Letter from Sir Robin Maxwell-Hyslop (formerly
Member of Parliament for Tiverton)
(A) ORIGIN AND
(1) It has been accepted doctrine from "time
out of mind" that, though each House of Parliament has the
authority to define Privilege as it applies to (a) its own Members,
(b) its Officers acting on the instructions of the House concerned,
or (c) persons or bodies corporate giving evidence to the House
or to a Committee of the House in connection with "Proceedings
in Parliament", neither House of Parliament has the power
to extend its own Privilege by auto-resolution.
(2) Parliamentary Privilege inheres in each
House respectively by virtue of "Lex et Consuetudo Parliamenti",
as amended or extended by Act of Parliament only.
(3) Though, in the Commons, Speakers' Rulings
can illuminate (inter alia) the extent of Parliamentary
Privilege, Resolutions of each House (sometimes embodied in the
Standing Orders of the House concerned) can define both the frontiers,
and the mode of enforcement of Parliamentary Privilege.
(4) It is erroneous to believe that Parliamentary
Privilege grants to Members an absolute licence during "proceedings
in Parliament" to say, with impunity, anything that they
may wish to say. For instance, it is a well-established Breach
of Privilege for any Member, in proceedings in Parliament, to
(i) insult the Monarch of the United Kingdom, (ii) to insult the
Head of State of any other sovereign state, or (iii) to speak
contemptuously of the other House of Parliament.
(5) Treasonable words are no less treasonable
because they are uttered in the course of proceedings in Parliament:
but the appropriate forum for trial and punishment is the House
itself, rather than the normal criminal processes exterior to
(6) It is important to call to mind what
events are not "Proceedings in Parliament". Into this
(often over-looked) category of situations exterior to the frontier
of Parliamentary Privilege, must be included, by way of example:
(i) Words shouted across the Chamber
of the Commons by a Member who has not been "called"
by the Speaker, and who has not risen on a Point of Order or of
(ii) Words spoken by a Member in any
gathering within the Palace of Westminster which is not a Committee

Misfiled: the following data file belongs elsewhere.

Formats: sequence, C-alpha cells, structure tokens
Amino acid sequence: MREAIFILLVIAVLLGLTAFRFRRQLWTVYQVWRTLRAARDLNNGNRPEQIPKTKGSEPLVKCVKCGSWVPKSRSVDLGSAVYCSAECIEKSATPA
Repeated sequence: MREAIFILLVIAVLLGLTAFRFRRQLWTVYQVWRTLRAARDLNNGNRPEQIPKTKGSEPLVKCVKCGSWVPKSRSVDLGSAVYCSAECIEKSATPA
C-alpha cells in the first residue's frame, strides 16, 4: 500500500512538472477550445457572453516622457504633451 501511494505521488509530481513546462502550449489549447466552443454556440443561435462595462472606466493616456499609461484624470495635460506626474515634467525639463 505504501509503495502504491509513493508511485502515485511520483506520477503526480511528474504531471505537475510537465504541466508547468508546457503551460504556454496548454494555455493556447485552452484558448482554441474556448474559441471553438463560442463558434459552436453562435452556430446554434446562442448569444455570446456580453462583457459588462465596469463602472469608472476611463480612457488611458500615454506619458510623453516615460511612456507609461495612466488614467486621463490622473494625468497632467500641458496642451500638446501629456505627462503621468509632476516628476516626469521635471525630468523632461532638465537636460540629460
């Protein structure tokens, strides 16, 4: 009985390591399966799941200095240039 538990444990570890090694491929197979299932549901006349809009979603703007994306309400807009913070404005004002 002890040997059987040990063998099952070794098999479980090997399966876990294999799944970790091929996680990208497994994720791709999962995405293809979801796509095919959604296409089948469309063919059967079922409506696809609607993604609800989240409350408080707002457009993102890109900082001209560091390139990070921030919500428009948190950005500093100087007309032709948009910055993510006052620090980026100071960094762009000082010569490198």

appointed by Order of the House (or a Committee appointed by an
Order of both Houses)
(iii) Words spoken or written in "informal"
evidence to a Select Committee of the House of Commons
(B) UNCERTAIN STATUS
Into the category of "uncertain status"
as "Proceedings in Parliament" fall (inter alia):
(i) The Appellate Committee of the
House of Lords. Though, formally, this is a Committee of the House
of Lords, and therefore, on its face, covered by the Parliamentary
Privilege of the House of Lords, that status can be called into
question by reason of the consistent and persistent refusal by
the Authorities of the House of Lords to provide to Members of
the House of Commons (who are entitled, as of right, a copy of
the transcript of all Proceedings of the Lords) (and, vice versa)
on demand with a copy of the transcript of the proceedings (including
the "Opinions" (= judgements) of the presiding Lords
of Appeal) in the Appellate Committee of the House of Lords;
(ii) The Ecclesiastical Committee.
Whereas Sir Richard Barlas (quondam Clerk of the House of Commons)
wrote formally to the Member of Parliament for Tiverton that the
proceedings of this Committee were not protected by Parliamentary
Privilege as (in his opinion) they are not "Proceedings in
Parliament", Sir Robert Speed (then Counsel to Mr Speaker)
"inclined to the opposite view".
(i) Even if, for the reason given in
(B(i)) above, the Appellate Committee of the House of Lords is
deemed to have as its essential character that it is (like the
Ecclesiastical Committee) "a body set up by statute",